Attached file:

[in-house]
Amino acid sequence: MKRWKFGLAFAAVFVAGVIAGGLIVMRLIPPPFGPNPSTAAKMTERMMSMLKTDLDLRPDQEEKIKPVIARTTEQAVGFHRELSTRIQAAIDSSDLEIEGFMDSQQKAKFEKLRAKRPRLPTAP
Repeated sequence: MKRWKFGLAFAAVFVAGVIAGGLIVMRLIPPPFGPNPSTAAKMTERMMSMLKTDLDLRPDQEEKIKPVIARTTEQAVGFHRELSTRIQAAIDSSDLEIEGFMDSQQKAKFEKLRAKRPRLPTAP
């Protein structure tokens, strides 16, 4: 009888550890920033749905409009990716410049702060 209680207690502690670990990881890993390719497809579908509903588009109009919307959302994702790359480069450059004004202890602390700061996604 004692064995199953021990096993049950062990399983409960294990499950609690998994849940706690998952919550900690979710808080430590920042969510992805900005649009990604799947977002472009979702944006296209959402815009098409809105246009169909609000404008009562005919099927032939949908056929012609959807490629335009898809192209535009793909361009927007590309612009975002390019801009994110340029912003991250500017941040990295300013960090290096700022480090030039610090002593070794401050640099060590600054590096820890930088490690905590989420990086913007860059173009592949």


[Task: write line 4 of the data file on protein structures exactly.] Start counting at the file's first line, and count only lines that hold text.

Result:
């Protein structure tokens, strides 16, 4: 009888550890920033749905409009990716410049702060 209680207690502690670990990881890993390719497809579908509903588009109009919307959302994702790359480069450059004004202890602390700061996604 004692064995199953021990096993049950062990399983409960294990499950609690998994849940706690998952919550900690979710808080430590920042969510992805900005649009990604799947977002472009979702944006296209959402815009098409809105246009169909609000404008009562005919099927032939949908056929012609959807490629335009898809192209535009793909361009927007590309612009975002390019801009994110340029912003991250500017941040990295300013960090290096700022480090030039610090002593070794401050640099060590600054590096820890930088490690905590989420990086913007860059173009592949």